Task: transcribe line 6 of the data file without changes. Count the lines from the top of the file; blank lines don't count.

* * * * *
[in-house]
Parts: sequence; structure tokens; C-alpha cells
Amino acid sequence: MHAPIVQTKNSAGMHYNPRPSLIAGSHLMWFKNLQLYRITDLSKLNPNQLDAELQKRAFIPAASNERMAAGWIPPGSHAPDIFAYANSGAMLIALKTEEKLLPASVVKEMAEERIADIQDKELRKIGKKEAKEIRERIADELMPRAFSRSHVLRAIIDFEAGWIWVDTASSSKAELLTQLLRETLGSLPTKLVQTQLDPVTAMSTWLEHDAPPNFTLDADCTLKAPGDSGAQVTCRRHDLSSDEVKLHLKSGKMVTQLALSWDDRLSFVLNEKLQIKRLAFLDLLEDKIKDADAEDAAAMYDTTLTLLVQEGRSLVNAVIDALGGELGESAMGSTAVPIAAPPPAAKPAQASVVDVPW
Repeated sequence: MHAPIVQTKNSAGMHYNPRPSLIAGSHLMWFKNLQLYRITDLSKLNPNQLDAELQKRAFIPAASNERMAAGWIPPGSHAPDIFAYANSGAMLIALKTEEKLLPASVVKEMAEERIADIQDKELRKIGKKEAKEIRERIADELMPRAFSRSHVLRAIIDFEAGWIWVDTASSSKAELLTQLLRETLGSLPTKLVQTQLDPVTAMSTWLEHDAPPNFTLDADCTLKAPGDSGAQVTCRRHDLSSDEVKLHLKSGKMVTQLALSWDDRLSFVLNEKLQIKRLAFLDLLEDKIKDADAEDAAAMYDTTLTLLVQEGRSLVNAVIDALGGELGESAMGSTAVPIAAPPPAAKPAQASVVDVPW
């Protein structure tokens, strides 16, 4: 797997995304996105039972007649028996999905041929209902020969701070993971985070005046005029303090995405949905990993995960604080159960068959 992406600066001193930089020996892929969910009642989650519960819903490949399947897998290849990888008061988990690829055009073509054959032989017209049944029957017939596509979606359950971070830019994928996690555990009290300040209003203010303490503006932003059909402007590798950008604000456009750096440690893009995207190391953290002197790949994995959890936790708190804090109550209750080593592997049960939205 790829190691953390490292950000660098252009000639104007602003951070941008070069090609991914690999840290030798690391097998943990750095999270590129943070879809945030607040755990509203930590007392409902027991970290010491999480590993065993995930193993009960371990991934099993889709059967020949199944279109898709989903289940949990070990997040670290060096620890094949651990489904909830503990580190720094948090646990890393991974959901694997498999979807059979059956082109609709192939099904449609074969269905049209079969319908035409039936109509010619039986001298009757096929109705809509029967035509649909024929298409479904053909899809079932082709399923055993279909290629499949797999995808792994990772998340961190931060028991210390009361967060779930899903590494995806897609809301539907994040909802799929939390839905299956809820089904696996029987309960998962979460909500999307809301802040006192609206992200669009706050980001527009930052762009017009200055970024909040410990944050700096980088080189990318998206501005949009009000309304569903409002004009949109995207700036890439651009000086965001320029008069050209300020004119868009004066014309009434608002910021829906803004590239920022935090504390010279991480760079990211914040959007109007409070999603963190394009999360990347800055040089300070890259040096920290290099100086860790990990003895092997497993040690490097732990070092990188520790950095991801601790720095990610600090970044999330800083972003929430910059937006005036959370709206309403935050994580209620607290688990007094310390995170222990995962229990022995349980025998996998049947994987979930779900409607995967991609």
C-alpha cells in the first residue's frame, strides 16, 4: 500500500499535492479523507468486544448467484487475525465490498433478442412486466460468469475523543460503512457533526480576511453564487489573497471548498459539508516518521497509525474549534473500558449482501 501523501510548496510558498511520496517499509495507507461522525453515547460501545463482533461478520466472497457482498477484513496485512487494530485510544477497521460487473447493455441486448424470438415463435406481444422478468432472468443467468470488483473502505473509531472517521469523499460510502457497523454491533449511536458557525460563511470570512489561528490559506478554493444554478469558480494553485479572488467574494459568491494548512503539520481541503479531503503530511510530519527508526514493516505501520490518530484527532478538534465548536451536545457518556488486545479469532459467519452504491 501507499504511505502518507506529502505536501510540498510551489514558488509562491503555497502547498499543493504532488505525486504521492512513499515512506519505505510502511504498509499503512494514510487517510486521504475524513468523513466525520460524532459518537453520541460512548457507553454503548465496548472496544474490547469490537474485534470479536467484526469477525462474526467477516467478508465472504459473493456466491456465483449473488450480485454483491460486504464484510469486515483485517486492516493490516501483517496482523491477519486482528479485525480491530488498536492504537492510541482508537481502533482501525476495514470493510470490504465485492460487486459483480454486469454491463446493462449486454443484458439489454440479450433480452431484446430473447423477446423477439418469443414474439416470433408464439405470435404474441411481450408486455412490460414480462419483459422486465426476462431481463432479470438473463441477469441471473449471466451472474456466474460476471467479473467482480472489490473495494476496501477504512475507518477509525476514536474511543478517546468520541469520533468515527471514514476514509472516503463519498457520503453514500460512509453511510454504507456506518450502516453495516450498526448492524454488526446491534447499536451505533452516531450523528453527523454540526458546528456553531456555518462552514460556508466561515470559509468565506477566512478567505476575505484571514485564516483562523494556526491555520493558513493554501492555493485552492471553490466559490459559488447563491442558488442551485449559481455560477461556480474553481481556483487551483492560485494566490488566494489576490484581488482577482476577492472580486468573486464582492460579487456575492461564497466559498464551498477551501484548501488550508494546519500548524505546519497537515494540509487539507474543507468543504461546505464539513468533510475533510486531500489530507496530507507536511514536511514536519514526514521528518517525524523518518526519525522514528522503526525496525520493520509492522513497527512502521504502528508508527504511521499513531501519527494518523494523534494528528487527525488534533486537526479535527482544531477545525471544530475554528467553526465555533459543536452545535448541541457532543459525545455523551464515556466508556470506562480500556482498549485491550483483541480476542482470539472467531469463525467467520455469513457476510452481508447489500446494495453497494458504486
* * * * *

C-alpha cells in the first residue's frame, strides 16, 4: 500500500499535492479523507468486544448467484487475525465490498433478442412486466460468469475523543460503512457533526480576511453564487489573497471548498459539508516518521497509525474549534473500558449482501 501523501510548496510558498511520496517499509495507507461522525453515547460501545463482533461478520466472497457482498477484513496485512487494530485510544477497521460487473447493455441486448424470438415463435406481444422478468432472468443467468470488483473502505473509531472517521469523499460510502457497523454491533449511536458557525460563511470570512489561528490559506478554493444554478469558480494553485479572488467574494459568491494548512503539520481541503479531503503530511510530519527508526514493516505501520490518530484527532478538534465548536451536545457518556488486545479469532459467519452504491 501507499504511505502518507506529502505536501510540498510551489514558488509562491503555497502547498499543493504532488505525486504521492512513499515512506519505505510502511504498509499503512494514510487517510486521504475524513468523513466525520460524532459518537453520541460512548457507553454503548465496548472496544474490547469490537474485534470479536467484526469477525462474526467477516467478508465472504459473493456466491456465483449473488450480485454483491460486504464484510469486515483485517486492516493490516501483517496482523491477519486482528479485525480491530488498536492504537492510541482508537481502533482501525476495514470493510470490504465485492460487486459483480454486469454491463446493462449486454443484458439489454440479450433480452431484446430473447423477446423477439418469443414474439416470433408464439405470435404474441411481450408486455412490460414480462419483459422486465426476462431481463432479470438473463441477469441471473449471466451472474456466474460476471467479473467482480472489490473495494476496501477504512475507518477509525476514536474511543478517546468520541469520533468515527471514514476514509472516503463519498457520503453514500460512509453511510454504507456506518450502516453495516450498526448492524454488526446491534447499536451505533452516531450523528453527523454540526458546528456553531456555518462552514460556508466561515470559509468565506477566512478567505476575505484571514485564516483562523494556526491555520493558513493554501492555493485552492471553490466559490459559488447563491442558488442551485449559481455560477461556480474553481481556483487551483492560485494566490488566494489576490484581488482577482476577492472580486468573486464582492460579487456575492461564497466559498464551498477551501484548501488550508494546519500548524505546519497537515494540509487539507474543507468543504461546505464539513468533510475533510486531500489530507496530507507536511514536511514536519514526514521528518517525524523518518526519525522514528522503526525496525520493520509492522513497527512502521504502528508508527504511521499513531501519527494518523494523534494528528487527525488534533486537526479535527482544531477545525471544530475554528467553526465555533459543536452545535448541541457532543459525545455523551464515556466508556470506562480500556482498549485491550483483541480476542482470539472467531469463525467467520455469513457476510452481508447489500446494495453497494458504486